Safe Removal of a Damaged Tile from a Wall or Floor

Practical guidance on simple conservation issues.

The  information on these pages is for guidance only  we do not accept responsibility as a result of  any person carrying out  any  works  according to the advice contained in this web site. Always follow Health and Safety measures described on products, tools and materials. Jackfield Conservation Studio and TACS are not responsible for the work which you do, the responsibility is yours and yours alone!

Safe removal of damaged historic tile from walls or floor

This process will assist in aiding removal of damaged historic tile in readiness for replacement with new, without incurring further damage to other surrounding historic tile in the process.

The use of uncontrolled impact with a hammer and chisel will cause shock waves to run through the ceramic at random thereby causing fractures to run in any direction, often across cement grout lines, and into the adjacent tile. This should be avoided.

Grouting material in historic tile schemes, dating from the Victorian era, is almost always made up of the same cement based  mortar used to fix the tiles to the substrate, it is therefore usually very strong and will have bonded adjacent tiles together to the extent that they have, to all intents and purposes, become one object.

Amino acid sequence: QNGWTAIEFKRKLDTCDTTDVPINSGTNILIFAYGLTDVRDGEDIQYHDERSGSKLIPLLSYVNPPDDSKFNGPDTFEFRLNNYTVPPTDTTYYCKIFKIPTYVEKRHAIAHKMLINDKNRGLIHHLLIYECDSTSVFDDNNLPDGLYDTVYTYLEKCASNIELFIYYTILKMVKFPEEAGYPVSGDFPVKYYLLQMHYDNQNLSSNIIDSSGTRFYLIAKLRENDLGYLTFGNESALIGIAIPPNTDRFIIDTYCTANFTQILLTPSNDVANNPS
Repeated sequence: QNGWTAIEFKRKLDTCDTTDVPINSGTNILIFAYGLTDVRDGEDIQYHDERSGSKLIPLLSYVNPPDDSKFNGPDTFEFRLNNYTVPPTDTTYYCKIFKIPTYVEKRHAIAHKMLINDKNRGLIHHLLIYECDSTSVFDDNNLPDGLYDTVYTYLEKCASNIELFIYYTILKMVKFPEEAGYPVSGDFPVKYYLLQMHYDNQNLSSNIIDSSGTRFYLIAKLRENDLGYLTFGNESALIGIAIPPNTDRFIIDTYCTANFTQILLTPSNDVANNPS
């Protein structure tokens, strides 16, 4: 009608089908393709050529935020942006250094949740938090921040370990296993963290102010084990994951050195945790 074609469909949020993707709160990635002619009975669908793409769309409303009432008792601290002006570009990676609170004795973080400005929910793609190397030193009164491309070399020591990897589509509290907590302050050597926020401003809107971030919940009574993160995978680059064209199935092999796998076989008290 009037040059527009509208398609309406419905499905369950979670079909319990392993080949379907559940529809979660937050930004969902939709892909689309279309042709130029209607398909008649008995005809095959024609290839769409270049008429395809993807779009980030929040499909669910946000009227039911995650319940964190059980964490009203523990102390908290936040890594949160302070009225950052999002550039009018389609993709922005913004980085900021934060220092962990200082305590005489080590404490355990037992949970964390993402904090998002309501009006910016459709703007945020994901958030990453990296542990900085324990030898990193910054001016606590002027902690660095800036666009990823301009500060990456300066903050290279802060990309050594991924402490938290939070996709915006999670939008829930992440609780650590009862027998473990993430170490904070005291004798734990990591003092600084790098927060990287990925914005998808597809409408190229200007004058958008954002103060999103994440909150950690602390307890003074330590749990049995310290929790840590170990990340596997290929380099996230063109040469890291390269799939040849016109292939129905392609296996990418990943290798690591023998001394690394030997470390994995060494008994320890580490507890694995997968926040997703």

It follows then that the damaged tile must first be separated from its neighbours, before any shock waves have the opportunity to cross the grout line.

Using a small hand held angle grinder fixed with a diamond cutting blade, 115mm or 125mm in diameter, cut width of 1.2mm (or similar) make cuts to the depth of the tile around the perimeter, at a distance of 5mm inside the grout line, avoid going closely into the corners as any overrun of the cut will damage the next tile. See Fig. 1.

Fig. 1.

Fig. 1.

Make a second series of cuts to the same depth diagonally across the tile. See Fig. 2.

Make a third series of cuts across each of these diagonals.  See Fig. 2.

Fig. 2.

Fig. 2.

Taking a flat two inch cold chisel and a hammer starting at the centre of the tile and working outwards begin to knock away all of the parts of the tile until all that remains is the 5mm. of tile which is at the edge. Change to a one inch chisel with a thin blade and carefully tap along the grout line with the chisel at 90 degrees to the tile face. The remaining tile should fall away.

If more depth space is required on the now revealed cement bed, because the replacement tile is either of the same thickness or thicker than the original, then use the same method for removing excess concrete.

Do not be tempted to cut along the grout line, as this will always lead to damaged edges of the adjacent tile. The saw blade will automatically find the weakest part of the groove, taking at least 1mm of  the adjacent tile away and thus creating an overall space which is larger than the replacement tile.

This principal of tile removal can be used for any size or tile type.

This process should only be attempted by persons who are trained or experienced in the use of diamond cutting power tools.

Copyright: Lesley Durbin Jackfield Conservation Studio Nov 2014